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Renaissance

Slick Visuals But Not Much Else

“Stunning,” “striking,” and “breathtaking” are just three adjectives that can be used to describe Christian Volckman’s first feature-length animated film, Renaissance. The movie, a monochromatic science-fiction/noir thriller that can be best described as France’s answer to Frank Miller and Robert Rodriguez's graphic novel-to-film adaptation, Sin City, has all the slick visuals of Miller and Rodriguez’s film, but without the cynical nihilism or the empty ultraviolence that made Sin City a hit with its target demographic (roughly males under the age of 25). Unfortunately, Renaissance is also an unnecessary reminder that trading off story and character for ultra-slick, ultra-cool visuals will lead to an unmemorable, unengaging, and ultimately forgettable moviegoing experience.

Paris, 2054. After saving a young boy from kidnappers, Barthélémy Karas (voice by Daniel Craig), a tough, taciturn detective working for the Paris Police, gets assigned to investigate the kidnapping of Ilona Tasuiev (Romola Garai), a geneticist who works for the Avalon Corporation. Karas starts where any detective would start, interviewing Ilona’s business associates, friends, and family.

Karas moves from Paul Dellenbach (Jonathan Pryce), a high-level executive in the Avalon Corporation, to Ilona's slumming older sister, Bislane (Catherine McCormack), and on to Jonas Muller (Ian Holm), a former Avalon scientist who now runs a health clinic in a low-income neighborhood, and Nusrat Farfella (Kevork Malikyan), a local crime lord. Together, all are directly or indirectly connected to one of Ilona's projects, codenamed the "Renaissance Protocol".

Visually, Renaissance seems to draw heavily from Sin City for its visual design, down to the emphasis of night over day scenes and ever persistent rain. To be fair, Renaissance was already in production when Sin City made it to theaters last year, but Volckman has admitted in interviews that he drew inspiration from Miller's graphic novels for the look, mood, and feel he and his collaborators worked so hard to achieve with Renaissance.

For the adaptation of Sin City, Miller and Rodriguez used a combination of live-action and greenscreen, adding backgrounds, lighting, even everyday objects in post-production. Volckman and his collaborators took a different route for Renaissance, first filming the actors using “motion-capture” technology, then animated over the raw performances before adding in CGI backgrounds, three-dimensional objects, and lighting effects.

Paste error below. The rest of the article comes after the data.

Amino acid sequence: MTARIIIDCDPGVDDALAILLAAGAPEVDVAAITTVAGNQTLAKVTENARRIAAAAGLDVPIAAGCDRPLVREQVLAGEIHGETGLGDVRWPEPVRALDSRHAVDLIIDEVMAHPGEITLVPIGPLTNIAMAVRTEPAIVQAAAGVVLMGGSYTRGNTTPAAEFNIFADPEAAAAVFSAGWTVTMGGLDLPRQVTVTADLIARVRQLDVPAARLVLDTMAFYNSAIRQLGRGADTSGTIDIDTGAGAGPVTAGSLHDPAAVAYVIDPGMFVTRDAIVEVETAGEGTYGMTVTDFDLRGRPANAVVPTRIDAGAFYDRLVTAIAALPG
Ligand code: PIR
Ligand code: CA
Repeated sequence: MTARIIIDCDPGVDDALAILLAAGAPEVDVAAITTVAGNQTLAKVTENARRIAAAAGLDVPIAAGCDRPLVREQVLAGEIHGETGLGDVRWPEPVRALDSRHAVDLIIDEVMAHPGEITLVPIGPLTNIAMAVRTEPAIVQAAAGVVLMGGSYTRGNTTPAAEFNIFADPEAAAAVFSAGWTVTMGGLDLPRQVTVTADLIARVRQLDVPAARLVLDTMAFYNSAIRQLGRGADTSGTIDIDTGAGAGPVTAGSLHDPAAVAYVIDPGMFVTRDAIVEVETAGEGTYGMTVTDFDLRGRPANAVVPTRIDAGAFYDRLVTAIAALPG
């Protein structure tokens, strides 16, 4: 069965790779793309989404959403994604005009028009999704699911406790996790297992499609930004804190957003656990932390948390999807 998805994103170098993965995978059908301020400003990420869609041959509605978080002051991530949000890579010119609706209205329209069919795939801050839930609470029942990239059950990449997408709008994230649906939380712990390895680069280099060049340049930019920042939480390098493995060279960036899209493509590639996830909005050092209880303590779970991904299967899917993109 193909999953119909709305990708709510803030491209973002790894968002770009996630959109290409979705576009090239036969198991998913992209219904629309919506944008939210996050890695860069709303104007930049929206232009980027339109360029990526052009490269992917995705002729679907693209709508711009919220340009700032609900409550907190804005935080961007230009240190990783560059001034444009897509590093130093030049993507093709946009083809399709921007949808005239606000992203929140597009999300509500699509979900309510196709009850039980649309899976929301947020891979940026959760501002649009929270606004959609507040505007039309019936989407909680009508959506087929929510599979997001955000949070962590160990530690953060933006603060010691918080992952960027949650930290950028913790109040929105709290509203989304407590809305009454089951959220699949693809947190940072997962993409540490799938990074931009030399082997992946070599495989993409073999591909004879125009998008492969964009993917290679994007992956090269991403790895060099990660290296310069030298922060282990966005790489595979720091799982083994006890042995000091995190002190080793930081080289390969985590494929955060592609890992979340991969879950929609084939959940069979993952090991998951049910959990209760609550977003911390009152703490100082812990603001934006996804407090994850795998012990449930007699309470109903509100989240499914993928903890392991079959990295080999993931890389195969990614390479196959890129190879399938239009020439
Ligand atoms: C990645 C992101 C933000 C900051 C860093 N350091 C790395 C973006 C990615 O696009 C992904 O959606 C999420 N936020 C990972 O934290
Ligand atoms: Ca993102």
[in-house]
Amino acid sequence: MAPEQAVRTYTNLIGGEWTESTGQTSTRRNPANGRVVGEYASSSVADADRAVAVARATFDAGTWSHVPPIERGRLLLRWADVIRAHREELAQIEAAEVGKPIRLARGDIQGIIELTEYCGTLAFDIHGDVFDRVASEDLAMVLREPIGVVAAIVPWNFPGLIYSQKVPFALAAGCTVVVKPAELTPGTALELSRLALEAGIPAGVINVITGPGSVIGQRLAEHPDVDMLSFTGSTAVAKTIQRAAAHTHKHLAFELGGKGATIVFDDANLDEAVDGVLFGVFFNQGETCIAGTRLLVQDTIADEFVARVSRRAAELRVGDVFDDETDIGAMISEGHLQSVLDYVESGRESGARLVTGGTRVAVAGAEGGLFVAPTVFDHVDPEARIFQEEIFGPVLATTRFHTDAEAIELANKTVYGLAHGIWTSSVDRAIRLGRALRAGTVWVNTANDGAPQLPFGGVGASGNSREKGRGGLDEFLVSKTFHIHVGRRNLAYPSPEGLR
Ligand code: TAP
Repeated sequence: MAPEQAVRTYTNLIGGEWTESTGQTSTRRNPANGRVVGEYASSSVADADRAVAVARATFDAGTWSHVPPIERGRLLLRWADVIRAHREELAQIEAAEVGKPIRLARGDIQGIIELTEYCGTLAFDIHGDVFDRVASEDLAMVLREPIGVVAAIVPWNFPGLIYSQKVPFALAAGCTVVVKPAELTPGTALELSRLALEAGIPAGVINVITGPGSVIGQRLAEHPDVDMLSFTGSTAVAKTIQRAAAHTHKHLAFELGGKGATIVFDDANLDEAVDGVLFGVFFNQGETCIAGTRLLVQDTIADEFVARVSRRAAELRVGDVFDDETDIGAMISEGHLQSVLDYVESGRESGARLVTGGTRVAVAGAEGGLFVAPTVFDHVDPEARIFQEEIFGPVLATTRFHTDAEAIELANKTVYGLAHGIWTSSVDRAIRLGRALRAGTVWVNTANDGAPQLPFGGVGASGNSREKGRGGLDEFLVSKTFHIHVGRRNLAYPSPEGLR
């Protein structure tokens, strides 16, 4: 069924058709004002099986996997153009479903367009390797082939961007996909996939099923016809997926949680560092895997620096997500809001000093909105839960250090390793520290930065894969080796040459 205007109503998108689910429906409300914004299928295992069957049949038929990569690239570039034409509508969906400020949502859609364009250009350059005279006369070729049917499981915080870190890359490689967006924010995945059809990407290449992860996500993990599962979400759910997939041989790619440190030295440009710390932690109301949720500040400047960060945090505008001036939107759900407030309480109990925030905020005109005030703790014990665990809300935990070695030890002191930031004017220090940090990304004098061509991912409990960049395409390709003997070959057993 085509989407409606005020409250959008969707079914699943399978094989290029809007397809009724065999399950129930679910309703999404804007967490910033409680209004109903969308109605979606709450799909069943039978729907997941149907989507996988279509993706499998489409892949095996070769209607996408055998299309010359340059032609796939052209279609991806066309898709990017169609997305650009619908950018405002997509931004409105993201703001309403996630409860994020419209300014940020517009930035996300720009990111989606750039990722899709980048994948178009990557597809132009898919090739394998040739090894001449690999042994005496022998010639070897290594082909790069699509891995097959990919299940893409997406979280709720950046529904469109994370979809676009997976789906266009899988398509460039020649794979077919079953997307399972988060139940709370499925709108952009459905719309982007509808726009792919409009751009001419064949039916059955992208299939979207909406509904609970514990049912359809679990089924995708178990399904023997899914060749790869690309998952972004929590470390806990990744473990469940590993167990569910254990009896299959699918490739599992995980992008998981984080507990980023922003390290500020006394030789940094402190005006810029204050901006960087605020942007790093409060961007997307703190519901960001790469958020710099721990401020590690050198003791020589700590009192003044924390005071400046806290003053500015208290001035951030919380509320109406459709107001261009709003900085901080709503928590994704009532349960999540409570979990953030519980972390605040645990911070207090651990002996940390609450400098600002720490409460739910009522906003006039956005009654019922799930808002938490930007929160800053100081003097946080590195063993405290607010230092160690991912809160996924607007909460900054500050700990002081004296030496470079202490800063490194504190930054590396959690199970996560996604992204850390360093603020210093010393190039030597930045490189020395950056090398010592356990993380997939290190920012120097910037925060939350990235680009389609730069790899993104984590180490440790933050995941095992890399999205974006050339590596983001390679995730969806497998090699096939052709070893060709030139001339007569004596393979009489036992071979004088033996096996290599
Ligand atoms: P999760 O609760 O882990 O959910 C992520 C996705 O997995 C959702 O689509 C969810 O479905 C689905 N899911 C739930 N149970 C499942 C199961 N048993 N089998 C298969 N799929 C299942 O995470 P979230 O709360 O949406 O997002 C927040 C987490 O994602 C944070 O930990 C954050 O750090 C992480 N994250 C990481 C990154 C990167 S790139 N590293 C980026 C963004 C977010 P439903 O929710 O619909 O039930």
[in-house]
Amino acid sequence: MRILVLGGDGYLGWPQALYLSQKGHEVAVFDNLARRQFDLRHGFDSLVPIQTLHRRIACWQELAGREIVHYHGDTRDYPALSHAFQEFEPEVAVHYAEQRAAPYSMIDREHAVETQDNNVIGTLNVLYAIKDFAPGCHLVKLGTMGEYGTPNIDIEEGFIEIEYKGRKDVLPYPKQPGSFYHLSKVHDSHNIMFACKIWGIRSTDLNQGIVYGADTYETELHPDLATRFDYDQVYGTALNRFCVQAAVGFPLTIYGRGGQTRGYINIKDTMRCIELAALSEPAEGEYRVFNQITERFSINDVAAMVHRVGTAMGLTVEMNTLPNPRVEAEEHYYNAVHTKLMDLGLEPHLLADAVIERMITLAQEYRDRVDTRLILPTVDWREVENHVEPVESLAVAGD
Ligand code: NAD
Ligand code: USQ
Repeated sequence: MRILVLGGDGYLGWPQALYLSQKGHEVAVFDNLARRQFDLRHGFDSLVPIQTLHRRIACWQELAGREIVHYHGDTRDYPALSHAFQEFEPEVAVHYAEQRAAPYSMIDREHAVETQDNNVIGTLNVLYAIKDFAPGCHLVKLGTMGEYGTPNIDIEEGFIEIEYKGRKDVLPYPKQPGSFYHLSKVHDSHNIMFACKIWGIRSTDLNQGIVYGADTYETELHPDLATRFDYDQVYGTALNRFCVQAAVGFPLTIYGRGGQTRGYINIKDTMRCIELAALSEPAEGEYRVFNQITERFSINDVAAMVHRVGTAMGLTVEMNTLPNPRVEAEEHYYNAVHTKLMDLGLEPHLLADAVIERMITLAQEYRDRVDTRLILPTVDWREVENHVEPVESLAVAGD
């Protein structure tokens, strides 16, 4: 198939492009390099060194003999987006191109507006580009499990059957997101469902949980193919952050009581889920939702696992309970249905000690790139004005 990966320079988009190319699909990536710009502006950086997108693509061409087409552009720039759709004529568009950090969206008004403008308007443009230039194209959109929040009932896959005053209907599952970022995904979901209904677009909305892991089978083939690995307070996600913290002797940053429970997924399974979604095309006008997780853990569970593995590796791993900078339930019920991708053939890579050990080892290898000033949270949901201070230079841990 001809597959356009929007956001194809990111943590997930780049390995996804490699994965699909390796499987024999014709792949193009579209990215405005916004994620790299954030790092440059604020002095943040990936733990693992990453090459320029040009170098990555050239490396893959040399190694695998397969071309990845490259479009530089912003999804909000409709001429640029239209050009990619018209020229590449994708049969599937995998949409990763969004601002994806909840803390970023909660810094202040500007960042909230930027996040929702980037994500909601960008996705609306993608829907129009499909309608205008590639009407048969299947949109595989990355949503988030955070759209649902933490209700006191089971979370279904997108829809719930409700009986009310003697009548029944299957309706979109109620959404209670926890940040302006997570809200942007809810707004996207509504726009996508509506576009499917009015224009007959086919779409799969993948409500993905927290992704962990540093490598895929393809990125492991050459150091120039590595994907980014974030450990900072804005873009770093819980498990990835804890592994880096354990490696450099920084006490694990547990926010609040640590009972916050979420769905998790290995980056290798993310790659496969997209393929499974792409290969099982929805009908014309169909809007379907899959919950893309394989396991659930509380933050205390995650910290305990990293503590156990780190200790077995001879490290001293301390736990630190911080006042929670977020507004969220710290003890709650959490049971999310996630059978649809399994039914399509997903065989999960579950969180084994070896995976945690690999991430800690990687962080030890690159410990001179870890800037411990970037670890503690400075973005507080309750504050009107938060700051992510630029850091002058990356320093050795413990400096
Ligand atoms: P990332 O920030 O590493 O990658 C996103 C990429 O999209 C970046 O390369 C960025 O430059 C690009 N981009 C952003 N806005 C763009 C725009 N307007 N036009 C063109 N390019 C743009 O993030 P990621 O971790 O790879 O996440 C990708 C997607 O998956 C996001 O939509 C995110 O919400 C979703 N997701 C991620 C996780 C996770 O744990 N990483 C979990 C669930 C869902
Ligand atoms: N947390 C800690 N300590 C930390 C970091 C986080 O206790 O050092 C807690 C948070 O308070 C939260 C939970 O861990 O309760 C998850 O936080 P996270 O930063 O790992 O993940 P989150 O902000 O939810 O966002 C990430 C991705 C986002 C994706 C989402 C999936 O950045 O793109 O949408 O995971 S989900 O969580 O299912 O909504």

Metropolis is usually the major or key reference point for future dystopias, at least on film, but the combination of a sprawling, labyrinthine cityscape, giant billboards, social stratification, a hard-boiled police detective as the hero/protagonist, femme fatales, genetic manipulation, an amoral global corporation, and the search for immortality lead right back to Ridley Scott's "future-noir," Blade Runner. If we take Blade Runner's literary predecessors into account, Renaissance clearly shows the influence of Raymond Chandler's detective-for-hire Philip Marlowe, down to the reference to one of Chandler's lesser known novels, The Little Sister.

Volckman tries to get beyond the obvious comparisons to Blade Runner or accusations of unoriginality by adding in a few story-side elements meant to make Renaissance stand out (e.g., Ilona and Bislane's ethnic background, which brings up the contemporary spectre of ethnic cleansing, the hero's Muslim background). Given how superficially Volckman treats these elements, it shouldn't come as a surprise that they have, at most, an ephemeral impact on the film's storyline.

The obligatory action scenes (e.g., a car chase, a foot chase, gunplay) only contribute to the sense that most of Volckman's time was spent getting the technology to match visual concepts and not enough time on the screenplay. That's not to say that the visuals don't have their intended effect in distracting from the tired storyline (they do), but visuals can only take us so far. Animation and/or science fiction fans and techno-fetishists, though, might find Renaissance to their liking, but they’re just as likely to find the movie's nearly two-hour running time an endurance test minus a satisfying payoff.

Rating: 2.5 out of 5 stars